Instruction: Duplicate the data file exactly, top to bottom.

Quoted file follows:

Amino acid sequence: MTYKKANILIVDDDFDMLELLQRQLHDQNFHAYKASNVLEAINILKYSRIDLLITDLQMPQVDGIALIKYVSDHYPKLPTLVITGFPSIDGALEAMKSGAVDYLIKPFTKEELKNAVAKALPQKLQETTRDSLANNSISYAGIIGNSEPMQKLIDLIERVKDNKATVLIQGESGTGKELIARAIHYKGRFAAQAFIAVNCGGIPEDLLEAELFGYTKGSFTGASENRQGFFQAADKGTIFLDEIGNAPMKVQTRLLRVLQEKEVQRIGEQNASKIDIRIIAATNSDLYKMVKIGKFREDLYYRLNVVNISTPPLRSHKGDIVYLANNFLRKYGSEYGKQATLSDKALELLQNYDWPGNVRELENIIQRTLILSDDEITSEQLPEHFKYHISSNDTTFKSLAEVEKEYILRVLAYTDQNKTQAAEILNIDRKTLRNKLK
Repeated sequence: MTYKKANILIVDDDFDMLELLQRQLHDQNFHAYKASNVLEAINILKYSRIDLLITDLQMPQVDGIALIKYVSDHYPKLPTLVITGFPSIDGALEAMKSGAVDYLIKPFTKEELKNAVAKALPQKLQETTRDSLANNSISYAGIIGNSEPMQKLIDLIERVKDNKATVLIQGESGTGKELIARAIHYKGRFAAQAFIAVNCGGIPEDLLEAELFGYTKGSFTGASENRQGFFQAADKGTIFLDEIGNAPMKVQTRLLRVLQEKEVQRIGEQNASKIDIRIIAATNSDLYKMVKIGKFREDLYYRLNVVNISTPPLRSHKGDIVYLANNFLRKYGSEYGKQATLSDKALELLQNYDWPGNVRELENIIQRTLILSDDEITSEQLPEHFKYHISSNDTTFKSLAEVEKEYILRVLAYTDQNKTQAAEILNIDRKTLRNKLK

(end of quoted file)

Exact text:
Amino acid sequence: MTYKKANILIVDDDFDMLELLQRQLHDQNFHAYKASNVLEAINILKYSRIDLLITDLQMPQVDGIALIKYVSDHYPKLPTLVITGFPSIDGALEAMKSGAVDYLIKPFTKEELKNAVAKALPQKLQETTRDSLANNSISYAGIIGNSEPMQKLIDLIERVKDNKATVLIQGESGTGKELIARAIHYKGRFAAQAFIAVNCGGIPEDLLEAELFGYTKGSFTGASENRQGFFQAADKGTIFLDEIGNAPMKVQTRLLRVLQEKEVQRIGEQNASKIDIRIIAATNSDLYKMVKIGKFREDLYYRLNVVNISTPPLRSHKGDIVYLANNFLRKYGSEYGKQATLSDKALELLQNYDWPGNVRELENIIQRTLILSDDEITSEQLPEHFKYHISSNDTTFKSLAEVEKEYILRVLAYTDQNKTQAAEILNIDRKTLRNKLK
Repeated sequence: MTYKKANILIVDDDFDMLELLQRQLHDQNFHAYKASNVLEAINILKYSRIDLLITDLQMPQVDGIALIKYVSDHYPKLPTLVITGFPSIDGALEAMKSGAVDYLIKPFTKEELKNAVAKALPQKLQETTRDSLANNSISYAGIIGNSEPMQKLIDLIERVKDNKATVLIQGESGTGKELIARAIHYKGRFAAQAFIAVNCGGIPEDLLEAELFGYTKGSFTGASENRQGFFQAADKGTIFLDEIGNAPMKVQTRLLRVLQEKEVQRIGEQNASKIDIRIIAATNSDLYKMVKIGKFREDLYYRLNVVNISTPPLRSHKGDIVYLANNFLRKYGSEYGKQATLSDKALELLQNYDWPGNVRELENIIQRTLILSDDEITSEQLPEHFKYHISSNDTTFKSLAEVEKEYILRVLAYTDQNKTQAAEILNIDRKTLRNKLK